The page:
- Indirect Solvents – In this widely used method of decaffeination, the beans are soaked in boiling water, drawing out all of the water-soluble compounds, including caffeine. The beans are removed from the water and methyl chloride is added to the water and evaporates the caffeine. The beans are added back to the liquid to soak the coffee flavour and other compounds back up. The beans themselves never come into direct contact with the solvent used.
- Carbon Dioxide – Coffee beans are first soaked in water before being placed in a sealed container with compressed carbon dioxide for approximately 12 hours. The dense carbon dioxide soaks up the caffeine and is then passed through an activated charcoal filter before being passed back into the container to extract more caffeine. Once complete, the beans are removed and can be roasted.
- Swiss Water – The Swiss water method is becoming increasingly popular, especially with decaf drinkers, because water is the primary solvent used during the decaffeination process. The beans are soaked in a mixture of green coffee and water before being passed through an activated charcoal filter, which removes the caffeine. The mixture is passed repeatedly through the system. This process is considered the cleanest decaffeination process and can remove around 99% of the caffeine from coffee beans.
How Much Coffee Is in Decaf?
Depending on the decaffeination technique used, and how often the beans are decaffeinated before being roasted, the process can remove between 97%–99% of the caffeine. This means that a cup of decaf coffee will contain approximately 2 milligrams of caffeine, compared to the 90 milligrams or more in a standard cup.
Whatever method is used to decaffeinate the beans, once the process is complete, the coffee can be processed in the usual ways. As such, decaffeinated coffee can take any of several forms:
- Whole Beans – Whole beans are roasted before being packaged and sold. You need to grind the beans yourself, whether in a separate grinder or in a bean-to-cup machine. This allows you to choose the coarseness of your grind and it means that you use coffee at its freshest, but it does require a special coffee maker or grinder and it adds time to the coffee-making process.
- Ground Coffee – With ground coffee, the grinding has already been done for you. The ground coffee can then be placed in almost any type of coffee maker from a moka pot to an espresso machine or cafetiere. However, coffee starts to lose freshness as soon as it is ground, and even vacuum packing the ground coffee does not completely arrest this process, so ground coffee is not usually as fresh as home-ground. It is more convenient, however, and requires less equipment.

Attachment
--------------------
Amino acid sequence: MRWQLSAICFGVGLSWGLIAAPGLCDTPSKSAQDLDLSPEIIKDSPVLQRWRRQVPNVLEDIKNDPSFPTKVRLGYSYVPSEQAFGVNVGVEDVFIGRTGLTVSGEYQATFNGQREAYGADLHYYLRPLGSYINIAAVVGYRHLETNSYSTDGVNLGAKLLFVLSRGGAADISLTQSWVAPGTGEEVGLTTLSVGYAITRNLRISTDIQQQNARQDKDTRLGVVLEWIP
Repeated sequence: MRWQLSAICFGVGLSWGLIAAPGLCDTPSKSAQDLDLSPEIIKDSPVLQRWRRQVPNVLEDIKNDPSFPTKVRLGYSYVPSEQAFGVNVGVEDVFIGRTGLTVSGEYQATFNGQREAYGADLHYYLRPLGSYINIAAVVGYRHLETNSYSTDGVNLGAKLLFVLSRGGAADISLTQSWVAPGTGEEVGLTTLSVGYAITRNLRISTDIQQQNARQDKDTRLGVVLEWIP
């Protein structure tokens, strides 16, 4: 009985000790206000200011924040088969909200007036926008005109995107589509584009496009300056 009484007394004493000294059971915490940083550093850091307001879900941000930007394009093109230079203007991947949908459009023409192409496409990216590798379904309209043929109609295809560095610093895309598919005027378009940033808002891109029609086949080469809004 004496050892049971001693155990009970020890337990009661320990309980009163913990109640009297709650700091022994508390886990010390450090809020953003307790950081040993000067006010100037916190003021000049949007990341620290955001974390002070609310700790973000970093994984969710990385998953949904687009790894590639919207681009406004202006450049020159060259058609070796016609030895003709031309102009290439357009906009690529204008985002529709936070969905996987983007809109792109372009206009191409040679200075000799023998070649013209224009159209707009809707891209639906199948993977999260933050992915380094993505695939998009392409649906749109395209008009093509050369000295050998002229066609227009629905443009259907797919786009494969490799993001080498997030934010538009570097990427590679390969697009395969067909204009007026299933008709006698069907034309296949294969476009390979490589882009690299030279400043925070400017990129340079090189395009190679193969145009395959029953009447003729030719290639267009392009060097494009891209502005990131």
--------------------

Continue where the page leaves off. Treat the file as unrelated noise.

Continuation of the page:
- Coffee Pods – Coffee pods are a fairly recent innovation. The coffee, which is typically ground although may be instant in some cases, is placed in a plastic or aluminium pod. You place the pod in a compatible pod machine, press the button, and the machine does everything for you. It is even possible to get milk pods or pods that contain both coffee and milk. Pods can be expensive, you do need a machine that is compatible with the type of pod you use, and you are limited by the types of pods that are available, but this is a quick and efficient method of making decent coffee.
- Coffee Bags – Coffee bags are not as popular as the other methods, but they are convenient and they do not require any type of machine or equipment other than a kettle or water boiler. Put the coffee bag in your cup, add hot water, allow it to boil, and squeeze the bag before removing it. Bags can be expensive, but you can pop them in your bag and take them to work or to a hotel.
- Instant Coffee – Instant coffee is still the most popular method of making coffee at home, in the UK. It is quick, convenient, and inexpensive, although premium gourmet instant coffees do cost a little more. All you need to do is add hot water and stir and you have a cup of coffee.
Decaf coffee has considerably less caffeine than normal coffee, although it does still contain some of the stimulant. It is available in a variety of forms from coffee bags to instant coffee and whole coffee beans, and while it does tend to have a milder flavour, it doesn’t have the side effects that caffeinated coffee have and manufacturers have become a lot better at producing great tasting decaffeinated drinks.
Hopefully, the reviews above have helped you find your next cup of go-to decaffeinated coffee. We suggest Kenco Decaf Instant as the best overall because it is cheap, easy to make, and has a smooth flavour. Lavazza Caffe Decaffeinated Ground Coffee is an inexpensive ground coffee that also tastes great and works well in cafetieres and filter coffee machines to give the flavour of coffee without the caffeine.
Featured Image Credit: Natalia Belay, Shutterstock